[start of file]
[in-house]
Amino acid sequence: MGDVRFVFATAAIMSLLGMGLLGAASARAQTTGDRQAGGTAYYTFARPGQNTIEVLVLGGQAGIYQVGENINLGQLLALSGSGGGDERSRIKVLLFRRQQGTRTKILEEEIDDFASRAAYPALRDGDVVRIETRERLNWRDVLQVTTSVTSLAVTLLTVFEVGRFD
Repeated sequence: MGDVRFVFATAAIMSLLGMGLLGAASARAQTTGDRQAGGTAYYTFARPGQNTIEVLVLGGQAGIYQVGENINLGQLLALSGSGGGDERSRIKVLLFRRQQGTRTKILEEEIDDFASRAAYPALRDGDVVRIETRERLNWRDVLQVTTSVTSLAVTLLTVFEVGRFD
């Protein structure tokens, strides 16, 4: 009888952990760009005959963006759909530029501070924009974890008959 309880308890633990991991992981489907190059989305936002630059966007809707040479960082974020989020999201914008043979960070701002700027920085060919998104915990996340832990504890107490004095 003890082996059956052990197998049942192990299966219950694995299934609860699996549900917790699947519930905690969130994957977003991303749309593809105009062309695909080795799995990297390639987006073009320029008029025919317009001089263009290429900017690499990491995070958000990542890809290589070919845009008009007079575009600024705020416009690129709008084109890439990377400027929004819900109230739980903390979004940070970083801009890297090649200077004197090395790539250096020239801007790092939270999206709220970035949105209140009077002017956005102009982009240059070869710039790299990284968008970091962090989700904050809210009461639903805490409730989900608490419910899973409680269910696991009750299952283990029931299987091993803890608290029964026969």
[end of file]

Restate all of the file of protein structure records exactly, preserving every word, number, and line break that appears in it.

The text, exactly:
[in-house]
Amino acid sequence: MGDVRFVFATAAIMSLLGMGLLGAASARAQTTGDRQAGGTAYYTFARPGQNTIEVLVLGGQAGIYQVGENINLGQLLALSGSGGGDERSRIKVLLFRRQQGTRTKILEEEIDDFASRAAYPALRDGDVVRIETRERLNWRDVLQVTTSVTSLAVTLLTVFEVGRFD
Repeated sequence: MGDVRFVFATAAIMSLLGMGLLGAASARAQTTGDRQAGGTAYYTFARPGQNTIEVLVLGGQAGIYQVGENINLGQLLALSGSGGGDERSRIKVLLFRRQQGTRTKILEEEIDDFASRAAYPALRDGDVVRIETRERLNWRDVLQVTTSVTSLAVTLLTVFEVGRFD
């Protein structure tokens, strides 16, 4: 009888952990760009005959963006759909530029501070924009974890008959 309880308890633990991991992981489907190059989305936002630059966007809707040479960082974020989020999201914008043979960070701002700027920085060919998104915990996340832990504890107490004095 003890082996059956052990197998049942192990299966219950694995299934609860699996549900917790699947519930905690969130994957977003991303749309593809105009062309695909080795799995990297390639987006073009320029008029025919317009001089263009290429900017690499990491995070958000990542890809290589070919845009008009007079575009600024705020416009690129709008084109890439990377400027929004819900109230739980903390979004940070970083801009890297090649200077004197090395790539250096020239801007790092939270999206709220970035949105209140009077002017956005102009982009240059070869710039790299990284968008970091962090989700904050809210009461639903805490409730989900608490419910899973409680269910696991009750299952283990029931299987091993803890608290029964026969």